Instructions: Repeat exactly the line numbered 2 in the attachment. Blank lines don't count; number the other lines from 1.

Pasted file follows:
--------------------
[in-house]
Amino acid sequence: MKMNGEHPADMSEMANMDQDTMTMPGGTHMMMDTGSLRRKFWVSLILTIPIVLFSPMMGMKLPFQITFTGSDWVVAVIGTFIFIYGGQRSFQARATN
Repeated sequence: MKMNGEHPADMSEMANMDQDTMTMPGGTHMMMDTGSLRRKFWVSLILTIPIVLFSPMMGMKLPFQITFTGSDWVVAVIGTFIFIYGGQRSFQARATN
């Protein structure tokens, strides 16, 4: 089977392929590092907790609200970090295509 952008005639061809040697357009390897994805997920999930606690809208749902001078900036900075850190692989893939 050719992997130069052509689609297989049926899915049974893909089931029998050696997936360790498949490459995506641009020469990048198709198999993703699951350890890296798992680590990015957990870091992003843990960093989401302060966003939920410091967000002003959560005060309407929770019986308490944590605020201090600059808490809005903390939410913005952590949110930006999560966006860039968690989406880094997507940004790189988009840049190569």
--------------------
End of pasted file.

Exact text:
Amino acid sequence: MKMNGEHPADMSEMANMDQDTMTMPGGTHMMMDTGSLRRKFWVSLILTIPIVLFSPMMGMKLPFQITFTGSDWVVAVIGTFIFIYGGQRSFQARATN